The split left unresolved the question of nationalist political action. How was the Congress to challenge the raj if revolutionary terrorism and constitutional petitioning were both cul de sacs? Annie Besant and Tilak tried to answer the question through their Home Rule Leagues, but the Congress had no categorical answers till the arrival of Gandhi in 1915. Gandhi’s takeover of the Congress is properly seen as a milestone in that party’s history. Unfortunately his oddness and celebrity have encouraged historians to underestimate the degree to which he was shaped by the Congress that he inherited. We need a narrative of nationalism that returns Gandhi to the history of Congress nationalism. For too long, Gandhi has been Indian nationalism’s Extra-terrestrial. One of the tasks of a credible history of nationalism is to supply him with earthly origins.

the great car-owning democracy

Not libertarian but anti-social: It is about the rise of the anti-social elements who believe they should be allowed to do what they want, whenever they want, regardless of the consequences.
George Monbiot The Hindu Wednesday, Dec 21, 2005- Guardian
I believe that while there are many reasons for the growth of individualism in the U.K., the extreme libertarianism now beginning to take hold begins on the road. When you drive, society becomes an obstacle. Pedestrians, bicycles, traffic calming, speed limits, the law: all become a nuisance to be wished away. The more you drive, the more bloody-minded and individualistic you become. The car is slowly turning us (the British), like the Americans and the Australians, into a nation that recognises only the freedom to act, and not the freedom from the consequences of other people's actions.
It is strange to see how the car has been overlooked as an agent of political change. We know that the breaking of the unions, the dismantling of the welfare state and the sale of council houses that Margaret Thatcher pioneered made us more individualistic. But the way in which the transition from individualism to the next phase of neoliberalism — libertarianism — was assisted by her transport policies has been largely ignored. She knew what she was doing. She spoke of "the great car-owning democracy," and asserted that "a man who, beyond the age of 26, finds himself on a bus can count himself as a failure." Her road-building programme was an exercise in both civil and social engineering. "Economics are the method," she told us, "the object is to change the soul."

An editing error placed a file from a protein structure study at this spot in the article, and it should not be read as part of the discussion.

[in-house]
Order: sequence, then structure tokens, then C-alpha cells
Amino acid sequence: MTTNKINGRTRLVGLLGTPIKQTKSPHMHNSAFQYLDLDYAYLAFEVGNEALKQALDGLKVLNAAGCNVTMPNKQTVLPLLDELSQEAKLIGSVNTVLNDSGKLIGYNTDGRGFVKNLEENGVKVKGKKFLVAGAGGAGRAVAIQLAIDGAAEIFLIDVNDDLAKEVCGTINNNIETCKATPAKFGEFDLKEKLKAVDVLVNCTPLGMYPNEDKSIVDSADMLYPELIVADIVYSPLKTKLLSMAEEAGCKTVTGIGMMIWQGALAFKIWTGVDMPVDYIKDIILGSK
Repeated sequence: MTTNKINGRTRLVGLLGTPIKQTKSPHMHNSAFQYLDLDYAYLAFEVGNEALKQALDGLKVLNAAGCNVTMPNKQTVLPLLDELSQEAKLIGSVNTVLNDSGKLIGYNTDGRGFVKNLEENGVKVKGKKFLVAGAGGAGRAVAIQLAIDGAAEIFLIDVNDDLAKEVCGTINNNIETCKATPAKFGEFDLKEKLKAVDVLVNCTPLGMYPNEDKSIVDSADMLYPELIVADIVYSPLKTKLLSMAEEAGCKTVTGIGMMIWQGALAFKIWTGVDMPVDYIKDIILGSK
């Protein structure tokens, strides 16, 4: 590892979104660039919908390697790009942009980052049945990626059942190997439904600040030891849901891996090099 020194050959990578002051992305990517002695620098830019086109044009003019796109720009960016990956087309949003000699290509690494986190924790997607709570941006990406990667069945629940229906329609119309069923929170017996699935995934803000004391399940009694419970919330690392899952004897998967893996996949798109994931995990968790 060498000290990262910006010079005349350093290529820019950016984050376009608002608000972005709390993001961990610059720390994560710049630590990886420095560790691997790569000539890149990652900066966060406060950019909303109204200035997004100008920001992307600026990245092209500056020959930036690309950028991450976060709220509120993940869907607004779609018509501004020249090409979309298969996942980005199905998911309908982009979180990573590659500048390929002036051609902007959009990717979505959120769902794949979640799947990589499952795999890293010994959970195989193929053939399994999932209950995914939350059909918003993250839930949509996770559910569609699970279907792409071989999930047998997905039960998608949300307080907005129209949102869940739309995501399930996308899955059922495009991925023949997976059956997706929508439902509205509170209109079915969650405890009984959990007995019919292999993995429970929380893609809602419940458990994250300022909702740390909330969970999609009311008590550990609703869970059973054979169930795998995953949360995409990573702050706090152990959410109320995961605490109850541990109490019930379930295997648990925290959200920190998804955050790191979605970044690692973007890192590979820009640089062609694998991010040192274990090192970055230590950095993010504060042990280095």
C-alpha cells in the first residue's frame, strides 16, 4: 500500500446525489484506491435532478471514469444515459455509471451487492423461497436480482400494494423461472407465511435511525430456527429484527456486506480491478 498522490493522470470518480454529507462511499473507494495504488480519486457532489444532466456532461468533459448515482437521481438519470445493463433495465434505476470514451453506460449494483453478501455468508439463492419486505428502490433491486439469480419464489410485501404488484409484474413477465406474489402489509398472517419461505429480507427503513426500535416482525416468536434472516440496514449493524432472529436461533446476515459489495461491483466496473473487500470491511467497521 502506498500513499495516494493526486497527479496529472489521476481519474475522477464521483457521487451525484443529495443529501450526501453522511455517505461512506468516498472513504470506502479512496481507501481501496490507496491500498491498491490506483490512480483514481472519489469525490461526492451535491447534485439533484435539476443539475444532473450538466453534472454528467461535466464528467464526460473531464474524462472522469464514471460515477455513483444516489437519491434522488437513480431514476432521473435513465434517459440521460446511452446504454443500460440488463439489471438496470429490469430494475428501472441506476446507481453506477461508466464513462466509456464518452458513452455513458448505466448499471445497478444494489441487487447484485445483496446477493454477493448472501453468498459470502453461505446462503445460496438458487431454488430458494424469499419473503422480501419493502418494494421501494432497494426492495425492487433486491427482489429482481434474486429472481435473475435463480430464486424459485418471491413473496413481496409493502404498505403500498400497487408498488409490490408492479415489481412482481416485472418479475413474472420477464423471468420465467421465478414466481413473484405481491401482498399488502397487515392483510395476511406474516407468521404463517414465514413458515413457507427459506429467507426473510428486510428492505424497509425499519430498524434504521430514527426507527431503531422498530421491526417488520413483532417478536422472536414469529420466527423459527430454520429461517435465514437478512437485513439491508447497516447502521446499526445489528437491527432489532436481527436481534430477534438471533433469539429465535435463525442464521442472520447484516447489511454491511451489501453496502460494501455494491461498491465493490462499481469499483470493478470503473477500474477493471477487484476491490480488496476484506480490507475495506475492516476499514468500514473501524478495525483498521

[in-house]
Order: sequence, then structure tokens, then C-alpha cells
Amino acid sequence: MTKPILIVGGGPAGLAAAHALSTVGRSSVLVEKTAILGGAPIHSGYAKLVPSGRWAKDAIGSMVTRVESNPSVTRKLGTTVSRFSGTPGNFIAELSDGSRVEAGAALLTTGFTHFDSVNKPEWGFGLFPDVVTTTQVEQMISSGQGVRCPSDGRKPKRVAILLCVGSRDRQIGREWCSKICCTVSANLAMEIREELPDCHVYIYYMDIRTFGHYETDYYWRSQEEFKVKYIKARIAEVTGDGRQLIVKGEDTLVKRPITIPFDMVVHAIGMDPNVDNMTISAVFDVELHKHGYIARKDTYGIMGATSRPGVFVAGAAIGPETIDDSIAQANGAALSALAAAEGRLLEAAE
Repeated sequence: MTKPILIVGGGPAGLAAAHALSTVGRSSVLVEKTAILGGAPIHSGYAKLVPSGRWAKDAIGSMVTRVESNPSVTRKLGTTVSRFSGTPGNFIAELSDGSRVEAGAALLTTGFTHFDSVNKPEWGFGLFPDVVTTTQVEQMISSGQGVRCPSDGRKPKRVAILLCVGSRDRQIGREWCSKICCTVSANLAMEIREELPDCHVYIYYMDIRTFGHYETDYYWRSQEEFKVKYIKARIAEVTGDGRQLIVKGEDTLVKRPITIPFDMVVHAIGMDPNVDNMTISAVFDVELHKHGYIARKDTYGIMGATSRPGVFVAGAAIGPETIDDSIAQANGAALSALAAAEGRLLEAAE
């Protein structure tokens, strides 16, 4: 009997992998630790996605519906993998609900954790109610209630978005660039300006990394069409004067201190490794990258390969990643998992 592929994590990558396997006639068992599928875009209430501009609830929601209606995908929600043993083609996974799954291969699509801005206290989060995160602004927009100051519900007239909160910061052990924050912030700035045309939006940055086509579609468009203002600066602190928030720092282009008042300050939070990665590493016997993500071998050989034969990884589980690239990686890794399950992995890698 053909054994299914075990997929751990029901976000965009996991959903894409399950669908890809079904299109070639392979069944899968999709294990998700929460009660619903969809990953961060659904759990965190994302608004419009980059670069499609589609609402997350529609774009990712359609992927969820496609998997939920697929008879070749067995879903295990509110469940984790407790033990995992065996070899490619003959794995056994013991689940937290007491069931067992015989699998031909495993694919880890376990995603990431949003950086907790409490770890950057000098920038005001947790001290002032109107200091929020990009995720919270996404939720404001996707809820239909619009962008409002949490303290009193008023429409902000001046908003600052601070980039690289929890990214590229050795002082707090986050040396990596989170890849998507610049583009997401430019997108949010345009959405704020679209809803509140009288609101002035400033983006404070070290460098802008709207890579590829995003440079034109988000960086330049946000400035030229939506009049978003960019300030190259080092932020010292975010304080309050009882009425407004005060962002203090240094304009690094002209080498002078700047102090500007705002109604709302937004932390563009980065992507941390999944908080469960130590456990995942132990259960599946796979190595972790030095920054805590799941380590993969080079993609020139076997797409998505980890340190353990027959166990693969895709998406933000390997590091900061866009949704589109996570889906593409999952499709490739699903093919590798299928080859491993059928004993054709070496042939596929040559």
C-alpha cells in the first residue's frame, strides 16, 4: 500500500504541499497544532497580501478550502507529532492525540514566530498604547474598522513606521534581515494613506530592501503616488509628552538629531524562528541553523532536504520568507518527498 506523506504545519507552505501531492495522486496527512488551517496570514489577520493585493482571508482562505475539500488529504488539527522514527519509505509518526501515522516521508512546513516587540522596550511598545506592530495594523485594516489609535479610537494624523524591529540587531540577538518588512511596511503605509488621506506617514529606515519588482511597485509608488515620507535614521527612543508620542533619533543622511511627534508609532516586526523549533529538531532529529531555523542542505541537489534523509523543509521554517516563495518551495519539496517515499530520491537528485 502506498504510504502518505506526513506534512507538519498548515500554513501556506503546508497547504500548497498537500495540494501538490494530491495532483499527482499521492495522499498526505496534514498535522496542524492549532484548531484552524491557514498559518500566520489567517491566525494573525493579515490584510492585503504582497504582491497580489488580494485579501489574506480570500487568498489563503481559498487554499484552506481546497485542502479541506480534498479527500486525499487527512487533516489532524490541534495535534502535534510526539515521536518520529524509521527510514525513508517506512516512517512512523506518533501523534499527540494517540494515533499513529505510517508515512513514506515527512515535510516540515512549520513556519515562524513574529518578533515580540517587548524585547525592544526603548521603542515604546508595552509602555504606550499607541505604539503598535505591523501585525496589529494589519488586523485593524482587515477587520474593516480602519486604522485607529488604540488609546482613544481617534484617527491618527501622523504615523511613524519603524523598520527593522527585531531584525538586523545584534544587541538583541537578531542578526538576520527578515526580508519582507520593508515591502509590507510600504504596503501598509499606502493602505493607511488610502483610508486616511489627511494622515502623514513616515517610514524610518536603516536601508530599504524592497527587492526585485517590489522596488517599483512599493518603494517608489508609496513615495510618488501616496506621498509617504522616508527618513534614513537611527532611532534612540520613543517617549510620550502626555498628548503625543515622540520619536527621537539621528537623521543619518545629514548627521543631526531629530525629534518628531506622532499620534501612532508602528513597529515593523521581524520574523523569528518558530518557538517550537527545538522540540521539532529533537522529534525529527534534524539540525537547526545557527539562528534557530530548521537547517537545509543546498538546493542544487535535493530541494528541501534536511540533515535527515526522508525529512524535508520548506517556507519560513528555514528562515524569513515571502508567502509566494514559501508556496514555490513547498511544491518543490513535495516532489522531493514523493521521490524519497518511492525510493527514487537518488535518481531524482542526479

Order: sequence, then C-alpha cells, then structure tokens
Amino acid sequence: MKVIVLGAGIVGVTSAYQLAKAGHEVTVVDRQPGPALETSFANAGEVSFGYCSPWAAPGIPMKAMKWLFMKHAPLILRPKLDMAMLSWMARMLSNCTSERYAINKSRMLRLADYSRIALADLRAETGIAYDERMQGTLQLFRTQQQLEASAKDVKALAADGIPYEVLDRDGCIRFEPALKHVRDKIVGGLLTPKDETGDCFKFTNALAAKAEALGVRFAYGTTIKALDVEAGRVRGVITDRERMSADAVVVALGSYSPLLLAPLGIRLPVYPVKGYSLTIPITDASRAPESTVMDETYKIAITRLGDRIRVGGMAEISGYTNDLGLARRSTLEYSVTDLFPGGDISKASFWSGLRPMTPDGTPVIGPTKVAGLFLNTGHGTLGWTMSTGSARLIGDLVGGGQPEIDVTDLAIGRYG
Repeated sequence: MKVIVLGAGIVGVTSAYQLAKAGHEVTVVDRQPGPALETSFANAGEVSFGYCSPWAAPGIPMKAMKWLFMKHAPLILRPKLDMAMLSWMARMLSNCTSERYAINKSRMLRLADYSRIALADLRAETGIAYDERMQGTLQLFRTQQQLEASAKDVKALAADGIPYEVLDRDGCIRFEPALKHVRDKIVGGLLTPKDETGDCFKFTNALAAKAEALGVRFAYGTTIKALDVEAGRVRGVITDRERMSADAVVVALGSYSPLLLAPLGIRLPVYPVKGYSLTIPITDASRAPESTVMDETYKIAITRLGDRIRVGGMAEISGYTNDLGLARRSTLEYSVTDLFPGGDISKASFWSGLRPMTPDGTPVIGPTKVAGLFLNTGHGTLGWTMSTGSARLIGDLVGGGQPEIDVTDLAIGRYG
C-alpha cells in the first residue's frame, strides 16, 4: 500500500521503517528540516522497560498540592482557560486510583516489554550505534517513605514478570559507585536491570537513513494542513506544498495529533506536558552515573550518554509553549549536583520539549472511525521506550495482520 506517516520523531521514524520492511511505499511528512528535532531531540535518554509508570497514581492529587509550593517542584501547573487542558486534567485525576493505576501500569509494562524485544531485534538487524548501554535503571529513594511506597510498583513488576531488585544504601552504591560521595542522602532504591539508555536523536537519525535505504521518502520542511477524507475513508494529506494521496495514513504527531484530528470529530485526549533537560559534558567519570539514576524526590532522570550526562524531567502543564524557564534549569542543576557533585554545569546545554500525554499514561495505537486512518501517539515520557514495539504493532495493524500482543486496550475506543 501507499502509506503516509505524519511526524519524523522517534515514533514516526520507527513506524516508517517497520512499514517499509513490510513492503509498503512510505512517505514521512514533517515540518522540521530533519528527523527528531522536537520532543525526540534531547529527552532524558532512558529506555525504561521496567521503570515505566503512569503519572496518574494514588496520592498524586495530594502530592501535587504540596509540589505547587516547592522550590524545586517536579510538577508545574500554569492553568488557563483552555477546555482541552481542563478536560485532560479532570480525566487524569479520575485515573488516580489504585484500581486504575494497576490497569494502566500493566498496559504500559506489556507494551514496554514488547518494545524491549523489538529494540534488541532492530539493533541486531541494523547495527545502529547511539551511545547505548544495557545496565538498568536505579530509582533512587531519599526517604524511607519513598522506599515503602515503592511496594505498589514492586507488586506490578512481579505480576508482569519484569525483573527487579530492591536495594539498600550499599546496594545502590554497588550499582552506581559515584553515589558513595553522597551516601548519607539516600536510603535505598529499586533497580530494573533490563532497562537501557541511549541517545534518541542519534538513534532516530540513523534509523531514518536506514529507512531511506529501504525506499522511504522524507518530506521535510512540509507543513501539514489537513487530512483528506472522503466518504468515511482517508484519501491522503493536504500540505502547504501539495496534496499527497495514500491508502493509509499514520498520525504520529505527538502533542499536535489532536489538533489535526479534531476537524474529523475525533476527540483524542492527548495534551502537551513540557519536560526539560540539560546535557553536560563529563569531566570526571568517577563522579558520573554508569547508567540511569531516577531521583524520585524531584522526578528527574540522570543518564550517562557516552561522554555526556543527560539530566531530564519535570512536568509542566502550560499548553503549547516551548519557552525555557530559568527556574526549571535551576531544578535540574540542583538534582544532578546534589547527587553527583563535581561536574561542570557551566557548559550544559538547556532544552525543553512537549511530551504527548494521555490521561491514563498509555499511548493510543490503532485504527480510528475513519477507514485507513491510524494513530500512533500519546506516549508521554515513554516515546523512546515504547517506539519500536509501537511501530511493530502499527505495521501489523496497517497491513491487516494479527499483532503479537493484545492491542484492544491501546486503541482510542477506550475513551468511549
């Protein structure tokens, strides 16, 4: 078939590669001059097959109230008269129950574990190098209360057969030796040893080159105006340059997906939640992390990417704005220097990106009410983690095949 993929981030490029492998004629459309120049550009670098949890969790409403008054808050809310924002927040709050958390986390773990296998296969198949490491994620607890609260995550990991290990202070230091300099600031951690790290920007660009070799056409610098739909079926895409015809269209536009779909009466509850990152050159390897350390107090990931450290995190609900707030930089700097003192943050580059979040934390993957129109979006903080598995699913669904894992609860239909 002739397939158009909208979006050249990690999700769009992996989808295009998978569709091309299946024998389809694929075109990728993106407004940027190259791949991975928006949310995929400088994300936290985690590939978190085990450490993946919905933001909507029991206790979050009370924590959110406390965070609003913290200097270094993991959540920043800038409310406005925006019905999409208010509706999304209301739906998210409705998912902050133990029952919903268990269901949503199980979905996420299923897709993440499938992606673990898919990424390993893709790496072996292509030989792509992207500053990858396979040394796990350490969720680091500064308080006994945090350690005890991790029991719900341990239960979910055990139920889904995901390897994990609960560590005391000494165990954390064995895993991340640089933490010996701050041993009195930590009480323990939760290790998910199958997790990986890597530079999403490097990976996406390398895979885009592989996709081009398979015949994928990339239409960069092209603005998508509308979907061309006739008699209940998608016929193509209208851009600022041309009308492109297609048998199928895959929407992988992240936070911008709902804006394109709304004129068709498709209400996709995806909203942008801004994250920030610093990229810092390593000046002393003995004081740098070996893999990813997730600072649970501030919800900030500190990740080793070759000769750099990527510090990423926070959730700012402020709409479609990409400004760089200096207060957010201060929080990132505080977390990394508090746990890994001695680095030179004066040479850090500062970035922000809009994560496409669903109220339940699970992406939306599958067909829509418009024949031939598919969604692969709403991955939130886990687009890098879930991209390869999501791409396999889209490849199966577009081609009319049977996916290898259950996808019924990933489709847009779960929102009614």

Forcing any law on any community not possible

Imposing a uniform civil code a complicated issue: Law Minister
Staff Reporter The Hindu Wednesday, Dec 21, 2005
NEW DELHI: Stating that imposing a uniform civil code in the country was complicated and it was not possible to force reform on another community unless it was ready for change, the Union Minister for Law and Justice, H.R. Bharadwaj, said on Tuesday that it was important to preserve the diversity of India.

Speaking after releasing "Education: A Mission in Jeopardy" -- a book by Supreme Court advocate M.P. Raju here in the Capital -- Mr. Bharadwaj said there were different communities in India and it was not possible to force any law on another community. "However, where there are problems we should have legislation, which has begun in right earnest. We are working to remove discrimination against women from laws. We recently had an amendment to the Hindu Succession Act as it discriminated against women," he added.